Heart-Healthy Lifestyle in Youth Pays Off Later

Study finds women less likely to die of any cause as they age

Please note: This article was published more than one year ago. The facts and conclusions presented may have since changed and may no longer be accurate. And "More information" links may no longer work. Questions about personal health should always be referred to a physician or other health care professional.

En Español

By
HealthDay Reporter

TUESDAY, Oct. 5, 2004 (HealthDayNews) -- Young women who are heart-healthy and work to stay that way are likelier to see that lifestyle pay huge dividends in their later years, a new study finds.

Women who have normal blood pressure, normal cholesterol and normal body weight in their youth, and who don't have diabetes and don't smoke, are less likely to die from heart disease as they age, compared with women with one or more of these risk factors, the study finds.

Although a favorable risk profile has been shown to reduce the death rate from heart disease among men and middle-aged women, this is the first time it has been shown to benefit young women, according to the report in the Oct. 6 issue of the Journal of the American Medical Association.

"We found the rate of mortality from cardiovascular and all-cause mortality is much lower in women with no risk factors compared with those who have one or more risk factors," said study author Dr. Martha L. Daviglus, an associate professor of preventive medicine and clinical pharmacology from Northwestern University.

"All of the cardiovascular risk levels that we call favorable are really the recommendations for a normal profile," she added. "All young women in the U.S. should be following these recommendations."

In its study, Daviglus's group collected data on 7,302 women 18 to 39 years of age. The women were part of the Chicago Heart Association Detection Project in Industry study, which included a total of 39,522 men and women.

Between 1967 and 1973, these women were identified as not having heart disease. Based on their risk factors, they were assigned to four risk groups. The researchers found that 20.1 percent of the women were at low risk for heart disease, but 58.5 percent had one or more risk factors. Most of the women in the low-risk group were younger, white and better educated than their counterparts at higher risk.

Over 31 years of follow-up, 141 women died from coronary heart disease and coronary vascular disease, and 469 died from all other causes.

Even though there were changes over time in heart disease risk factors, the lowest death rate from heart disease and all other conditions was seen among women in the low-risk group. The rate increased as the number of heart disease risk factors increased, the researchers report.

Despite increases in risk factors over time, those who had no risk factors when they were young still had a lower mortality rate as they aged, Daviglus said.

"This is not genetically determined," she said. "Young women should try to be at low risk. They should exercise, not smoke, control their weight and blood pressure and cholesterol. Then they will be OK."

Daviglus added that if you are middle-aged, it's not too late to change your lifestyle and improve your health. "But the younger the better," she said.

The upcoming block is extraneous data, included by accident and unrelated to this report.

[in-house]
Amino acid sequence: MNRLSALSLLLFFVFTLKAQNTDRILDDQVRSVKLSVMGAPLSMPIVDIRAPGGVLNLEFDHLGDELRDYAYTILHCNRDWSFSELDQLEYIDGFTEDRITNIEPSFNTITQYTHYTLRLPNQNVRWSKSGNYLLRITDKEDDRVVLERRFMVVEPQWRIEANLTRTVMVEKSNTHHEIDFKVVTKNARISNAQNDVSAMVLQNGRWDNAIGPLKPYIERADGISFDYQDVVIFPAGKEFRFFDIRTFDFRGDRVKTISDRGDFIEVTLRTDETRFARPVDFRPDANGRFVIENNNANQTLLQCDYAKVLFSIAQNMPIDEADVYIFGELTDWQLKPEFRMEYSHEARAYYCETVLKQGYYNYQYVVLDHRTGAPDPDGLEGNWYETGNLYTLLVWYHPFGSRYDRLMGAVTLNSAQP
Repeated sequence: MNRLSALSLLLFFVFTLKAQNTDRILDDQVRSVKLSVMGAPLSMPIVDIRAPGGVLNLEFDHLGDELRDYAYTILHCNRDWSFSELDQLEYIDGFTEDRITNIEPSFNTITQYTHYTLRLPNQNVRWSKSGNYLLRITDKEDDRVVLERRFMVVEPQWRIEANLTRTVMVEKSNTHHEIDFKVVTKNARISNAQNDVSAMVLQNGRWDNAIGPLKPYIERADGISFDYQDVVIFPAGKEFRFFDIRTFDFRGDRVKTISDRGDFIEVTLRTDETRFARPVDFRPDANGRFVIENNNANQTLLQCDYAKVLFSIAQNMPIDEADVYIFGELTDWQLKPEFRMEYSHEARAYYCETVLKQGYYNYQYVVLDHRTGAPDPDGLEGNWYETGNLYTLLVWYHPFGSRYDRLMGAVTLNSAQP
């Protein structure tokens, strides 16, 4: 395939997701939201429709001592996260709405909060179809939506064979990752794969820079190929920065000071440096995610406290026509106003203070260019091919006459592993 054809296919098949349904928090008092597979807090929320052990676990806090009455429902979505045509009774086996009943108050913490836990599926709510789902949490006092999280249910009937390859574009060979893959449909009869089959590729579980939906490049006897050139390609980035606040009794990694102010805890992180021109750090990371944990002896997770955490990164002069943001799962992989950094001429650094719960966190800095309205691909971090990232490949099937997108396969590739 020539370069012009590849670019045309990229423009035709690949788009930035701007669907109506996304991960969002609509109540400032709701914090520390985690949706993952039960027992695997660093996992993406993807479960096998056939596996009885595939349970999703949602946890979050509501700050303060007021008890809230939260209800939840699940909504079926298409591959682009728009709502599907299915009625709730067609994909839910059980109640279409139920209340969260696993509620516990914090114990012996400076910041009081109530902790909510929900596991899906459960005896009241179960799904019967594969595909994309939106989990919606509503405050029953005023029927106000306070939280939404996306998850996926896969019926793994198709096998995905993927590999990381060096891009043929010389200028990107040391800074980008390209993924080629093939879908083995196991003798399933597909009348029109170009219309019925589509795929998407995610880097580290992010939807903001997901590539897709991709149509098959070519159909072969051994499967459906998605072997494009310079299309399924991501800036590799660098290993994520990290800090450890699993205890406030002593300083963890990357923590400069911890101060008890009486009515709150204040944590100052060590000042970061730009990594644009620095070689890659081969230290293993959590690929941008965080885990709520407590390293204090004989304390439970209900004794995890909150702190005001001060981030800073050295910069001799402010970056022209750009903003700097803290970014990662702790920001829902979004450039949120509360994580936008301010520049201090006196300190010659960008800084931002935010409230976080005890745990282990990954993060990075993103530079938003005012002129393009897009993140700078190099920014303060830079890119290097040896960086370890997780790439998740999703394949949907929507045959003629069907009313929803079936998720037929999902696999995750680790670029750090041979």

"Young people whose lives are still relatively uncomplicated by adverse risk factor levels need to stay at low risk by pursuing a healthy lifestyle -- avoiding or quitting smoking, adopting healthy eating patterns, and remaining or becoming physically active," Daviglus advised.

"Heart disease risks are early, not overnight," said Dr. Nieca Goldberg, chief of women's cardiovascular care at Lenox Hill Hospital and a spokeswoman for the American Heart Association. Risk factors at an early age help predict the risk of heart disease in the future, she added.

"Young women really should be physically active, watch what they're eating, reduce saturated fats in their diet, eat more fruits and vegetables, whole grains and good fats, and not smoke," Goldberg said.

"This study underscores the importance of maintaining a low-risk profile," said Dr. Lori Mosca, an associate professor of medicine at Columbia University College of Physicians and Surgeons and director of Preventive Cardiology at New York-Presbyterian Hospital.

"A striking feature is that very few women actually have a low-risk profile," she said. Mosca, who was chairwoman of the American Heart Association committee that wrote the new guidelines for women, added, "This highlights the need to implement the American Heart Association guidelines for women that were published this year."

Young women need to maintain a heart-healthy lifestyle, Mosca said. This includes reducing high blood pressure and cholesterol. "This study suggests that if they do, they will live longer," she said.

More information

The American Heart Association can tell you more about women and heart disease.

SOURCES: Martha L. Daviglus, M.D., Ph.D., associate professor, preventive medicine and clinical pharmacology, Northwestern University, Chicago; Nieca Goldberg, M.D., chief, women's cardiovascular care, Lenox Hill Hospital, New York City, and spokeswoman, American Heart Association; Lori Mosca, M.D., M.P.H., Ph.D., associate professor, medicine, Columbia University College of Physicians and Surgeons, and director, preventive cardiology, New York-Presbyterian Hospital, New York City; Oct. 6, 2004, Journal of the American Medical Association

Last Updated: